She blushes and warily taps the next key. One last picture sits there, of her pulled to the edge of the table, legs wrapped around his hips, arms around his neck, shirt…somewhere. She feels slightly violated—can't believe her boys saw this happening, and kept watching—but then her eyes lock onto their faces in the picture, onto the complete and utter devotion that courses between them. And she can't blame the guys anymore, can't care that they'd watched him rip her shirt off, seen her pull his from his belt, probably gotten an eyeful of him palming up her chest.

Because the moment there on the screen, his arm around her waist, his other hand cradling her head as they stare at each other, is everything they've ever been, everything they'll be, captured in one moment, after the worst fight of her life.

"Wow," he breathes, his voice hoarse, throat tight like hers is.


"I want to be mad," he says, but she can hear how much he's not. "But I…can we frame this?"

She laughs and leans her head against his. "And put it where?"

"On your desk?" he jokes, his hand dropping hers to skate across her stomach, sneaking beneath the tank top she'd thrown on to go retrieve the laptop.

"Gates would love that," she snorts, running her hand up his arm, across his skin, his hair tickling the pads of her fingers.

"Then in here?" he continues, lips finding her cheek.

"Sure," she manages, closing her eyes against it, because it's overwhelming—the picture, the bedroom, the man pressing kisses into her skin.

"Can I keep you in here too?" he asks, lips at her ear now, body wrapped around her, the laptop stopping his progress.

"I'm already here," she argues, closing the device and blindly sliding it onto the floor beneath the bed, just in case they tumble off. They're not always that aware of spatial relations when they're like this. And she can barely remember the day or the time as it is.

"Always here," he amends. "Move in with me, Kate. Your stuff's here—your clothes, your shoes, your laptop. Have you even been home this week?" She shakes her head. She hasn't been home in two weeks actually, but she's not about to tell him that. "Just make it everything."

"Rick," she sighs, because they've been here before.

"What's stopping you?"

He's never been that direct—never really asked before, just cajoled and begged and used those big eyes. What's stopping her, really? She opens her eyes, looks around the bedroom that's as much hers as his, flits her gaze to the office, where he's gotten a whiteboard, and an extra chair, and a filing cabinet. She thinks of the kitchen, where she makes meals, of the living room, where they cuddle and talk, of the room upstairs where she spends time with his daughter when she's home—where she and the girl came to a tentative peace that grew into friendship.

She thinks of the guest room she's passed and wondered…thinks of the babies she's thought about. Thinks of the life she knows they want together. "I…" she stops, clears her throat.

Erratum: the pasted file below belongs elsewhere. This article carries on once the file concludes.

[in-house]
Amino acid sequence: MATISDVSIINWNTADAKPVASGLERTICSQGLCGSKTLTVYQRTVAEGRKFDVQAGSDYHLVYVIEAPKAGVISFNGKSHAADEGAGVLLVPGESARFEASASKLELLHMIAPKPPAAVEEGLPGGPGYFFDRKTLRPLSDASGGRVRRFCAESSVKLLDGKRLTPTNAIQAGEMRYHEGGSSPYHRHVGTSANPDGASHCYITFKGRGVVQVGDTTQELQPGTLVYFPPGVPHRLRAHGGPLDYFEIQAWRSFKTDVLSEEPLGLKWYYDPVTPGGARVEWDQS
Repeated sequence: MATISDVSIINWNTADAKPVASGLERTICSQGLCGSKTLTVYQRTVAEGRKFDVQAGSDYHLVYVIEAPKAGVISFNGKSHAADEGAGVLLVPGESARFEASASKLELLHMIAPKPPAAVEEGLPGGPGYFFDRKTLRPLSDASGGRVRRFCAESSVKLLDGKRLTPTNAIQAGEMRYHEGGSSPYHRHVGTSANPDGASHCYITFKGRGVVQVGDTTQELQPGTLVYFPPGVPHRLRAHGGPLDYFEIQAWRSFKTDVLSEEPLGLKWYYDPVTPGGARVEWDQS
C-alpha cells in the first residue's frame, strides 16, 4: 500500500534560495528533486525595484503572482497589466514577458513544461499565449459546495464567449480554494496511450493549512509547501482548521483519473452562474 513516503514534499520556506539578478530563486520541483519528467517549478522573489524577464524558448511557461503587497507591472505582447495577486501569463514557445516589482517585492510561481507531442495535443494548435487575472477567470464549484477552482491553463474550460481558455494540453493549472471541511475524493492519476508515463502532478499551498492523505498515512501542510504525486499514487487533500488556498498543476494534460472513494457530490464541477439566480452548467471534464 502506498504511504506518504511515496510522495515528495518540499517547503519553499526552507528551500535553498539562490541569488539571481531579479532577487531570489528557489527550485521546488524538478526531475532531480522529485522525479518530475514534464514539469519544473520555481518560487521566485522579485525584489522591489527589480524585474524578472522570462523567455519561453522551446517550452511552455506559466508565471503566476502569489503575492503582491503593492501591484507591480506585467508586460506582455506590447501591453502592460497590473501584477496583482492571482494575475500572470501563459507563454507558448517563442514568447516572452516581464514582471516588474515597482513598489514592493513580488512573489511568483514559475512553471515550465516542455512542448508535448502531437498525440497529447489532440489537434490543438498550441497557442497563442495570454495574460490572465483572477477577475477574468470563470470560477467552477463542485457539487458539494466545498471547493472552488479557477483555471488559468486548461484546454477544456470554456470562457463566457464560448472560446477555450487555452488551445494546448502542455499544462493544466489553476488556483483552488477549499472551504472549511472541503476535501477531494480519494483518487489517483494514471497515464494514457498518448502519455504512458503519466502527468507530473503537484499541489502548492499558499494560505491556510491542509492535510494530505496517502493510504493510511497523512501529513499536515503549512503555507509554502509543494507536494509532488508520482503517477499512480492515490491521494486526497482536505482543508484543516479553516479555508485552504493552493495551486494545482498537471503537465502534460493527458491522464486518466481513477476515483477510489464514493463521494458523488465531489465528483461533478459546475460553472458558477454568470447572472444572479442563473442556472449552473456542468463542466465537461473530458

"You don't need to answer now," he throws in quickly, almost desperately.

She closes her eyes. She'd so hoped that they were beyond this. She's open now. The stupid, stupid, damned, f-ing wall is gone, now. And somewhere along the line, he'd climbed over it anyway—probably that night in the interrogation room. That night when she and he became they.

But he's never really asked before, and she realizes that she was waiting—waiting until he asked her, real and honest, his voice just that tone, his eyes just as they look in this moment. And she sees it all there—everything he feels for her, everything he wants for her, and him, and the they they've become.

"Okay," she says, her voice a whisper, a murmur, a breath.

But he hears it. Oh, how he hears it. And then he's on her, lips, teeth, hands, tongue—kisses and laughter and delighted, devoted sex fill the next two hours. It's hot and fast the first time, slow and devoted the second, and the next half is just for kicks, because he likes to see how many times he can get her there—says it's a personal challenge. She's hardly one to argue.

She opens her eyes with difficulty to find him grinning down at her, propped up on his unused hand, proud and defiant, but decidedly tender too—so happy to be the man who gets to make her come apart.

"Damn, Castle," she sighs, just to see his eyes light up. He knows what he does to her, doesn't need the confirmation. But she likes to give it, loves to see how happy it makes him to make her happy.

She didn't always. It used to feel wrong, like she somehow couldn't deserve him, and his devotion, and care, and love. But now, after everything—after a bomb, and a bullet, and more guns, and fights, and stabs, and shots than she can count—she loves it.

"That good, huh?" he laughs, leaning in to find her lips for a moment. They've completely given up on morning breath today. She finds she can't be bothered to care.